I came up with this cheat sheet way back in 2009-ish. At the time I was a real junior architect.
Looking at the sheet now there’s clearly areas where I have a grasp of the concept but I’m not using the correct terms, and in other areas I’d probably approach things a bit differently.
For this post I’m not going to correct everything as I think the old cheat sheet still offers an interesting point of view. So if I was to redo this now, how would it be different? Who knows – sounds like I just got a new to-do item.
Basic questions that apply to everything
Who – What – Where – When – How – Why
Time based aspects
- Is this the first time (new) or a repeat (existing)?
- How likely is reuse: how soon, how often, by whom?
Structure vs Behavior
(That’s it, simple as that.)
Performance Influence Matrix
Factors relevant to performance.
|Users||Transactions (Handled by a package)||Data-Flow (between packages)|
|Frequency (peaks, etc)|
|Volumes (totals, etc)|
- Throughput – Transactions per unit of time.
- Performance – Elapsed time per transaction.
- Latency – Wait time for a response.
- Capacity – Number of users / entities the system can support for a given configuration at a fixed level of performance.
- Scalability – Ability to increase capacity.
- Reliability – Length of time a system can operate without failure.
- Response Time – Performance as perceived by a human.
Factors relevant to security
- Protection of data, both at rest and in-flight
- Protection of resources (misuse of services / functionality)
- Protection of systems (DOS, Out-of-band attacks, etc)
- Boundary defense vs in-depth (e.g. encryption)
- How will Authentication & Authorization be enforced, be managed?
Logical Layers (not including hardware)
- User Interface
- Application Layer (Service Layer or Controller Layer)
- Domain Layer (Business Layer, Business logic Layer or Model Layer)
- Infrastructure Layer (data access, logging, network access, security, email, file system, and so on)
- Design, Prototyping
- Development / Refactoring
- Testing (suitability, integration, performance, …)
- Deployment / Use
Management Matrix: Who owns and controls what?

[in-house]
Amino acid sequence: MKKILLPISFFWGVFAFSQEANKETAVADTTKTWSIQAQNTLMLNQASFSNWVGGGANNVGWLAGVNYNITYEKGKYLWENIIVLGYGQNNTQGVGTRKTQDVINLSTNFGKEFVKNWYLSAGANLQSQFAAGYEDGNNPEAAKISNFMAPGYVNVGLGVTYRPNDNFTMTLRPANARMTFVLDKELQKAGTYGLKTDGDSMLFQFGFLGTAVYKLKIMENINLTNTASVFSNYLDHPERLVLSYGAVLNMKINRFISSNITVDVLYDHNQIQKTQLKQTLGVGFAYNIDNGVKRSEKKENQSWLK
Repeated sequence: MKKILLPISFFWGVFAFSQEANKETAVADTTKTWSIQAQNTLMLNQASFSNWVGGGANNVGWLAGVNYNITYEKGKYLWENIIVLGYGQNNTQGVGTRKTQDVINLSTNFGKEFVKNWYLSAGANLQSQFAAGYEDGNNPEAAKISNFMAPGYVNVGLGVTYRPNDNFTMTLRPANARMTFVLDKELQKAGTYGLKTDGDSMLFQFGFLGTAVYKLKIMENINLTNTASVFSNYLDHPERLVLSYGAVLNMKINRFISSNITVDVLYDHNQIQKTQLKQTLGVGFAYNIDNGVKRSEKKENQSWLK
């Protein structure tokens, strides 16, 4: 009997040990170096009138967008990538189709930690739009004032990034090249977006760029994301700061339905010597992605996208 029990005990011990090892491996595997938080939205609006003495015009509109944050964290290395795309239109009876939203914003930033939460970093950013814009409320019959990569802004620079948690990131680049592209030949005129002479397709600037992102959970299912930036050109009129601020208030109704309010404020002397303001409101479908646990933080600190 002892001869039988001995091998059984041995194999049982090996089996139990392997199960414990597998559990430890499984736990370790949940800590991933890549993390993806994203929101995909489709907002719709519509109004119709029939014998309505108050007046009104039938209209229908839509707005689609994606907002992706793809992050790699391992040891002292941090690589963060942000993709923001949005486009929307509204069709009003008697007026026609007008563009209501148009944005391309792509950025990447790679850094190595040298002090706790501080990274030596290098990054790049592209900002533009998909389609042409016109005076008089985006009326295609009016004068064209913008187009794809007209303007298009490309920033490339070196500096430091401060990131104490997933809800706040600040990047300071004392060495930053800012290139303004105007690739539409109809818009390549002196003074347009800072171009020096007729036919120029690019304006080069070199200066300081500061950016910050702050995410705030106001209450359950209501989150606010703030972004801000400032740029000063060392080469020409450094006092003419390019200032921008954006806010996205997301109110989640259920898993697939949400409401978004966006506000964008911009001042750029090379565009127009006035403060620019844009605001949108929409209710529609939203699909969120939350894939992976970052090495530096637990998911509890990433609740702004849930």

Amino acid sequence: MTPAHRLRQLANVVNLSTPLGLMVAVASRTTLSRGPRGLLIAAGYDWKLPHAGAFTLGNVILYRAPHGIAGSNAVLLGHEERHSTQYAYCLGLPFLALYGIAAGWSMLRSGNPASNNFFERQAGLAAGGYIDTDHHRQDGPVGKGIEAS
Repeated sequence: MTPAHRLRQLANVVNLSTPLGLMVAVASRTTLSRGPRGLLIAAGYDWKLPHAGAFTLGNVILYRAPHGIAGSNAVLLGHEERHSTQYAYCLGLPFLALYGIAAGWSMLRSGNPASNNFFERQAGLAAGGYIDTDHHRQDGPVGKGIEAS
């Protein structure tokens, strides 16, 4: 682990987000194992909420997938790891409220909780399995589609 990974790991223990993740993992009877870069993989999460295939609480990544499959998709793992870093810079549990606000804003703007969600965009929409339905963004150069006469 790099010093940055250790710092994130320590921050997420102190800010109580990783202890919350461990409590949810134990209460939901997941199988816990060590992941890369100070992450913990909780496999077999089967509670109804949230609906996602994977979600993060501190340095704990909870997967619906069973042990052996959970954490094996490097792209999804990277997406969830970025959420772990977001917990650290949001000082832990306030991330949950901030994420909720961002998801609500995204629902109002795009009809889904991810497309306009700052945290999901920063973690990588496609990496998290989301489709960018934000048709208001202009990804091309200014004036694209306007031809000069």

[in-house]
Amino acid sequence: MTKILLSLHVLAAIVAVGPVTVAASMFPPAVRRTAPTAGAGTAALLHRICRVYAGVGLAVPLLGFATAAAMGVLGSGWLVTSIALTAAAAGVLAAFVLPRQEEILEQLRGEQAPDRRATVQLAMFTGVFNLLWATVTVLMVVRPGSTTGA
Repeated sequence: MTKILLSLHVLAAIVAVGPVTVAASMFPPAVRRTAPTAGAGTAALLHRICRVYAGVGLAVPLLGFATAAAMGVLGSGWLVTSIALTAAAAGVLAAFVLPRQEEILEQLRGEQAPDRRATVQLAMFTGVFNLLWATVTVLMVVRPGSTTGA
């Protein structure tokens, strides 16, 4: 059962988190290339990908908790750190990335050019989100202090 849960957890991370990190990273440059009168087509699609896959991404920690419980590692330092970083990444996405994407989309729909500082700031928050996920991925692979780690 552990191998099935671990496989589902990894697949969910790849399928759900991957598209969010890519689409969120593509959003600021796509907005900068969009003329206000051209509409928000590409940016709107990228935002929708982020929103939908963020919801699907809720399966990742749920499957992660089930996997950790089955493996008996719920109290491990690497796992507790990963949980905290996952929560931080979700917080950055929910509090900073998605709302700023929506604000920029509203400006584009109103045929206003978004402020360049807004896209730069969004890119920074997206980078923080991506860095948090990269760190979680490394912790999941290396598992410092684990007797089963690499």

The point here is to take the concepts of Stewardship and Custodianship and apply it to the different parts of the stack.
|The process (that the system implements)|
|The system(s) (software / services)|
Business / Project Management
- What are the Critical Success Factors?
- Is there a common terminology across all involved parties?
- Organization / Structure
- Navigation, Browsing
- Create, Read, Update, Delete
- Atomic, Consistent, Isolated, Durable
Architecture -> Capabilities -> Features
- Execution qualities: such as security and usability, are observable at run time.
- Evolution qualities: such as testability, maintainability, extensibility and scalability, are embodied in the static structure of the software system.
Some System Quality Attributes
- Accuracy: Indicates proximity to the true value (how close are you).
- Precision: The repeat-ability or reproduce-ability of the measurement (consistency within certain bounds).
- Modifiability: Requirements about the effort required to make changes in the software. Often, the measurement is personnel effort (person- months).
- Portability: The effort required to move the software to a different target platform. The measurement is most commonly person-months or % of modules that need changing.
- Robustness: the quality of being able to withstand stresses, pressures, or changes in procedure or circumstance.
- See “Performance Influence Matrix”
- Expected transaction & response times (average, worst case)
- response times
- transaction rates
- Service Level Agreements
- Percentage of time available and/or hours of availability
- Expected recovery time
- Backwards compatibility.
- Dependencies – do they change between versions.
- Extensibility: New capabilities can be added to the software without major changes to the underlying architecture.
- Modularity: Well defined components, separation of concerns.
- Maintainability: the ease with which a software product can be modified in order to:
- Correct defects
- Meet new requirements
- Make future maintenance easier
- Cope with a changed environment
- System resources (storage, memory)
- People (hours of business, location)
- Software (dependencies, minimum requirements)
- Physical location
- Political location (e.g. hosted internally or externally)
- Ease of access (maintenance) vs. Security
- Communication between locations/servers/etc (how, management matrix, etc)
Levels of Granularity
[Macro >] Systems / Components / Classes [< Micro]
Some possible Views & Perspectives
- Logical (typically coarse grained view)
- Functional (fine grained logical view)
- Deployment / Physical
- Business Process (and specific roles within that)
- Specific scenarios (both business and technical)
- Application (Class / Module / Package / Component / Service)
- Run-time (Concurrency / processes / threading)
- The User.
- Various stakeholders
- Security / Attack Surface
- Public / private, internal / external
Other things to consider
- Alignment with current and future technology stacks, industry trends
- User Interfaces
- Backend Interfaces / integration
- Responsibilities (both within the systems, and teams delivering them)
- Design Patterns
- Appropriate Granularity
- Maintainability (evolvement – extension – refactoring)
- Dependencies (on other parties, systems, services, standards)
- Interoperability adherence to standards, or: is achieved when the coherent, electronic exchange of information and services between systems takes place.
- Resilience / Robustness: the quality of being able to withstand stresses, pressures, or changes in procedure or circumstance.
- Resource constraints (processor speed, memory, disk space, network bandwidth etc.)
- Scalability (horizontal, vertical / out, up)
- Usability by target user community